Posts Tagged ‘be here now’



Just a few steps from the house

I find a place to sit on a rock

and wait for the trill of the red wing blackbird.


I have waited twenty years to hear it here

in my back yard full of water and willows

and quiet. All day, though intermittent, I’ve heard it.


Funny how much I enjoy the waiting tonight—

perhaps because I know that eventually

the bright call will come. It is, perhaps, like a girl,


waiting through her first date for her first kiss—

she’s pretty sure it will happen, and now, after

years of waiting, she suddenly has


all the time in the world. In fact, the waiting

is delicious—like champagne, dry, with tiny bubbles.

Like summer’s first raspberries—a little too tart,


and yet sweet enough to eat another and another.

I sit in the goldening world and wait and wait.

I listen to the jays as they squawk and the warbler’s


sharp chirp. The wind teases my hair and I wait

until I forget I am waiting, simply noticing the world.

By the time I hear the familiar trill, it greets me


like the old friend it is, then it’s silent again.

The way the sun seems most lovely just before it’s gone,

that’s how the silence holds me.

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Even as the snow was falling,

the birds in the branches

kept singing into morning,

easing their bright notes

into the thin gray spaces

between snowflakes.


There are days, imagine,

when the birds go unheard.

And it isn’t for lack of song—

the single note chirp

of sparrow, the bass of raven,

the chickadee’s hey swee-tee.


Some gifts come only

when we stay in one place,

come only when we are alone,

come only when we stop praying

to be somewhere else and instead

pray to be here.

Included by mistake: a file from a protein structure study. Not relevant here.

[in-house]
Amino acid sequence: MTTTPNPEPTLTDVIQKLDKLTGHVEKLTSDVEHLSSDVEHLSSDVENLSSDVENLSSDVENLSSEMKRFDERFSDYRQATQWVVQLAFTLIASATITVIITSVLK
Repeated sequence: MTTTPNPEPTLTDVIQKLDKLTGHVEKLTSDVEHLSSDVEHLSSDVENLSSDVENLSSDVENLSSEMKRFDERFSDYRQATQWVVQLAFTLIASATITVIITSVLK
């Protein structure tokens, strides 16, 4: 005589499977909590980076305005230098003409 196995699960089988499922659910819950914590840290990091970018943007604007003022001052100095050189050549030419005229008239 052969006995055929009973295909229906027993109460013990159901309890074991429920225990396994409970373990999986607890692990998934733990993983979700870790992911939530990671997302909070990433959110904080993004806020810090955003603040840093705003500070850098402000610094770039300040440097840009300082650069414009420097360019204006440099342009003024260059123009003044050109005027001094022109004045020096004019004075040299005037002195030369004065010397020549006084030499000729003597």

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The patient says, “Doctor, it hurts when I do this.” “Then don’t do that!”
—Henny Youngman

All night I wait for the train whistle,
the way it calls out to the world,
You are here. It doesn’t mock, exactly,

but we all know that the train whistles
because it is leaving, heading somewhere else,
not here. It can be so hard to be here.

To be here and nowhere else. To not put ourselves
on the imaginary train, wherever it is going. To sit
with the sound of traffic, with the string of red lights

that eventually turn green. And red again.
To be here with our longing, here with our
shame, our loss, our hair turning gray.

The click of the sprinkler lays a rhythmic line,
and all the night’s whirs and whines and hums
scrape against its ticking. What is it about the gap

of the missing whistle that stirs me, so?
Oh expectation. One more layer to slough.
It is like the Henny Youngman line, in which we touch

what is sore, again and again, just to be sure it still hurts.
And the train does not come, and the train does not come.
The night air, warm enough to wear nothing,

carries the scent of something nearby, familiar,
floral and sweet. Part of me longs to slip into memory
to find the scent, know it and name it this,

and part of me notices the one
who would travel back in time to know the present.
It climbs into the fragrance, meets the night as it is.

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Most people have had not honored even a half of their dreams and had to die knowing that it was due to choices they had made, or not made.
—Bronnie Ware, Top Five Regrets of the Dying

Three inches of chicken feathers
fell overnight, and my son,
still dressed in blue striped pajamas,

went scampering out
to move snow. We moved
snow for an hour. Two hours?

We moved snow from one place
to another. We moved snow
and moved more snow.

Whose dream is that?
To move snow? But between
the stripes of asphalt and white

the morning filled in
with the richest laughter.
No reason to laugh except

we were shoveling and the snow
was light and the sky was gray
and it looked, hallelujah,

as if it might snow some more
so that we could keep moving
together outside, warm

and breathless and choosing
to shovel, to move piles of snow
joyfully from one place to another.

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